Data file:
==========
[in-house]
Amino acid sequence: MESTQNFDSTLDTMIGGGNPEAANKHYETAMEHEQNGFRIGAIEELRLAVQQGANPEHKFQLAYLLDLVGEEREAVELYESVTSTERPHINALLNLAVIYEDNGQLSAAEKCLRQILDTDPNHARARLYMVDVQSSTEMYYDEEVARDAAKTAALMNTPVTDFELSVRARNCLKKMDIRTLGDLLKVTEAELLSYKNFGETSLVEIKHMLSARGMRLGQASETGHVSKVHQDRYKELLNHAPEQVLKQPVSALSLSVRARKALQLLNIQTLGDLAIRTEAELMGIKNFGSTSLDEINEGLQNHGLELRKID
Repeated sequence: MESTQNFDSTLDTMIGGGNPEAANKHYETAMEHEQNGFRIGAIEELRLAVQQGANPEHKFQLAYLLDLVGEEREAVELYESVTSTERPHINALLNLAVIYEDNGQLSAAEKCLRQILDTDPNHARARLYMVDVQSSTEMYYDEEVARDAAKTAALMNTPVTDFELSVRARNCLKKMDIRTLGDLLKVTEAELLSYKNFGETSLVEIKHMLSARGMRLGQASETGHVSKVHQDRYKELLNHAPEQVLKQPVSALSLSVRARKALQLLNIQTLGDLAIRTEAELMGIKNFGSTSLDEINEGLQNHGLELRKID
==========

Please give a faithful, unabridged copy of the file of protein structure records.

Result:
[in-house]
Amino acid sequence: MESTQNFDSTLDTMIGGGNPEAANKHYETAMEHEQNGFRIGAIEELRLAVQQGANPEHKFQLAYLLDLVGEEREAVELYESVTSTERPHINALLNLAVIYEDNGQLSAAEKCLRQILDTDPNHARARLYMVDVQSSTEMYYDEEVARDAAKTAALMNTPVTDFELSVRARNCLKKMDIRTLGDLLKVTEAELLSYKNFGETSLVEIKHMLSARGMRLGQASETGHVSKVHQDRYKELLNHAPEQVLKQPVSALSLSVRARKALQLLNIQTLGDLAIRTEAELMGIKNFGSTSLDEINEGLQNHGLELRKID
Repeated sequence: MESTQNFDSTLDTMIGGGNPEAANKHYETAMEHEQNGFRIGAIEELRLAVQQGANPEHKFQLAYLLDLVGEEREAVELYESVTSTERPHINALLNLAVIYEDNGQLSAAEKCLRQILDTDPNHARARLYMVDVQSSTEMYYDEEVARDAAKTAALMNTPVTDFELSVRARNCLKKMDIRTLGDLLKVTEAELLSYKNFGETSLVEIKHMLSARGMRLGQASETGHVSKVHQDRYKELLNHAPEQVLKQPVSALSLSVRARKALQLLNIQTLGDLAIRTEAELMGIKNFGSTSLDEINEGLQNHGLELRKID